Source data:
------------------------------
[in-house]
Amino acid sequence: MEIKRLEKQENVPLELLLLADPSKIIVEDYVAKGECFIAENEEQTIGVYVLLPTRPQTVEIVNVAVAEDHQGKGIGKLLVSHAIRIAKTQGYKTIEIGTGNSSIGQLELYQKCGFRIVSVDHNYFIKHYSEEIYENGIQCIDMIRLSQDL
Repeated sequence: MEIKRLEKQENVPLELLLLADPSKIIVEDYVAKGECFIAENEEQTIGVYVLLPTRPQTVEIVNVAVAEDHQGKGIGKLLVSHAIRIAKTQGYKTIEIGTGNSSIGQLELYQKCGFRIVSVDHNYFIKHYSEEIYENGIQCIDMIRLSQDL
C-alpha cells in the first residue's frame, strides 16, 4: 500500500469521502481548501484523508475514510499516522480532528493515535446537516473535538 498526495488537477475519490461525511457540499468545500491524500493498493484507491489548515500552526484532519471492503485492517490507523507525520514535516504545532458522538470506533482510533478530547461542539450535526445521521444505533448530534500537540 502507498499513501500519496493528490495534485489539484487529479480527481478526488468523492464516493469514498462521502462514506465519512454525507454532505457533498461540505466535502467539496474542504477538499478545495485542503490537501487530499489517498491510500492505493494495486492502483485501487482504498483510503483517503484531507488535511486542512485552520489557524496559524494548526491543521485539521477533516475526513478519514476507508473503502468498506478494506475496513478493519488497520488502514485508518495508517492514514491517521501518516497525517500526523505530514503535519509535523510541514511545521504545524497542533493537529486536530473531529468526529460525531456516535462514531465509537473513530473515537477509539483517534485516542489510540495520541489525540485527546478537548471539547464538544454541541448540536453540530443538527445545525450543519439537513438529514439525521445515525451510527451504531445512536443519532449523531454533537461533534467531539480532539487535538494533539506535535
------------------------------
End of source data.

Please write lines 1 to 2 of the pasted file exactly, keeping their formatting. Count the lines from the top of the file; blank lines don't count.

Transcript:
[in-house]
Amino acid sequence: MEIKRLEKQENVPLELLLLADPSKIIVEDYVAKGECFIAENEEQTIGVYVLLPTRPQTVEIVNVAVAEDHQGKGIGKLLVSHAIRIAKTQGYKTIEIGTGNSSIGQLELYQKCGFRIVSVDHNYFIKHYSEEIYENGIQCIDMIRLSQDL